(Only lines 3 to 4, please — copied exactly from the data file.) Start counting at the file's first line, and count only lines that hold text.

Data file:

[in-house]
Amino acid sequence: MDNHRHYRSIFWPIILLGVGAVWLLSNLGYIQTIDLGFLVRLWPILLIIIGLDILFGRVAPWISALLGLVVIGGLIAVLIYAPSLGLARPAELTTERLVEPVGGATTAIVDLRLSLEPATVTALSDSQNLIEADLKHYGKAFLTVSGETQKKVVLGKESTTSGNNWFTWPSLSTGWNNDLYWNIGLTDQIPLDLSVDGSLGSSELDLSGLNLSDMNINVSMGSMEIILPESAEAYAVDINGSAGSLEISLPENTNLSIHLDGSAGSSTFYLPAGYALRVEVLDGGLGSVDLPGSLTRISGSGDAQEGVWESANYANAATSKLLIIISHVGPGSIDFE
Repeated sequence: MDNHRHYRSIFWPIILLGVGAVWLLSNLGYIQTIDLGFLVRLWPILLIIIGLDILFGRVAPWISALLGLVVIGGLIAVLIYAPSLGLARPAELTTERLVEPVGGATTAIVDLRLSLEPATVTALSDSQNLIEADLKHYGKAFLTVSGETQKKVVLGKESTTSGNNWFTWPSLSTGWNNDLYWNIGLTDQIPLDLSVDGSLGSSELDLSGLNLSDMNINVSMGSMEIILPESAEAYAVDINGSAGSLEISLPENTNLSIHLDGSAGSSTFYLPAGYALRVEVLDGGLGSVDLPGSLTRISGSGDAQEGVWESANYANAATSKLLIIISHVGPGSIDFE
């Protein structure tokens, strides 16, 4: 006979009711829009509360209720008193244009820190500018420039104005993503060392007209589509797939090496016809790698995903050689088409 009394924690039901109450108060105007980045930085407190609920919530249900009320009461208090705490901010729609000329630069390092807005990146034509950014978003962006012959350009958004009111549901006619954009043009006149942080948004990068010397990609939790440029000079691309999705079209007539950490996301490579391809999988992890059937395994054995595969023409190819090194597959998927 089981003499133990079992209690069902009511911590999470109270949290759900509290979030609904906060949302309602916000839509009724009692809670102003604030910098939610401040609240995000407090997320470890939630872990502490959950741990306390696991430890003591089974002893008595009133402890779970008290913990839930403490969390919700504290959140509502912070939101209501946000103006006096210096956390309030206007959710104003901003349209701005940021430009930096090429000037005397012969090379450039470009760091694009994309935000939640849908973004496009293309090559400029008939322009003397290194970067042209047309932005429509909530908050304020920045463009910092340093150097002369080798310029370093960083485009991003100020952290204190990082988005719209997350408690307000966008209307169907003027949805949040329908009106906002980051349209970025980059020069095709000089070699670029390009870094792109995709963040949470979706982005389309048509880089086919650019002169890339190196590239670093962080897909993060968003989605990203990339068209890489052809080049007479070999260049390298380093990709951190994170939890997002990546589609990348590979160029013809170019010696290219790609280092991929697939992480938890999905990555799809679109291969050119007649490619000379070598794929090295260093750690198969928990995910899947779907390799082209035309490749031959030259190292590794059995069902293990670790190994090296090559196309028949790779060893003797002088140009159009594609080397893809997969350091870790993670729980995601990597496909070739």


Repeated sequence: MDNHRHYRSIFWPIILLGVGAVWLLSNLGYIQTIDLGFLVRLWPILLIIIGLDILFGRVAPWISALLGLVVIGGLIAVLIYAPSLGLARPAELTTERLVEPVGGATTAIVDLRLSLEPATVTALSDSQNLIEADLKHYGKAFLTVSGETQKKVVLGKESTTSGNNWFTWPSLSTGWNNDLYWNIGLTDQIPLDLSVDGSLGSSELDLSGLNLSDMNINVSMGSMEIILPESAEAYAVDINGSAGSLEISLPENTNLSIHLDGSAGSSTFYLPAGYALRVEVLDGGLGSVDLPGSLTRISGSGDAQEGVWESANYANAATSKLLIIISHVGPGSIDFE
């Protein structure tokens, strides 16, 4: 006979009711829009509360209720008193244009820190500018420039104005993503060392007209589509797939090496016809790698995903050689088409 009394924690039901109450108060105007980045930085407190609920919530249900009320009461208090705490901010729609000329630069390092807005990146034509950014978003962006012959350009958004009111549901006619954009043009006149942080948004990068010397990609939790440029000079691309999705079209007539950490996301490579391809999988992890059937395994054995595969023409190819090194597959998927 089981003499133990079992209690069902009511911590999470109270949290759900509290979030609904906060949302309602916000839509009724009692809670102003604030910098939610401040609240995000407090997320470890939630872990502490959950741990306390696991430890003591089974002893008595009133402890779970008290913990839930403490969390919700504290959140509502912070939101209501946000103006006096210096956390309030206007959710104003901003349209701005940021430009930096090429000037005397012969090379450039470009760091694009994309935000939640849908973004496009293309090559400029008939322009003397290194970067042209047309932005429509909530908050304020920045463009910092340093150097002369080798310029370093960083485009991003100020952290204190990082988005719209997350408690307000966008209307169907003027949805949040329908009106906002980051349209970025980059020069095709000089070699670029390009870094792109995709963040949470979706982005389309048509880089086919650019002169890339190196590239670093962080897909993060968003989605990203990339068209890489052809080049007479070999260049390298380093990709951190994170939890997002990546589609990348590979160029013809170019010696290219790609280092991929697939992480938890999905990555799809679109291969050119007649490619000379070598794929090295260093750690198969928990995910899947779907390799082209035309490749031959030259190292590794059995069902293990670790190994090296090559196309028949790779060893003797002088140009159009594609080397893809997969350091870790993670729980995601990597496909070739």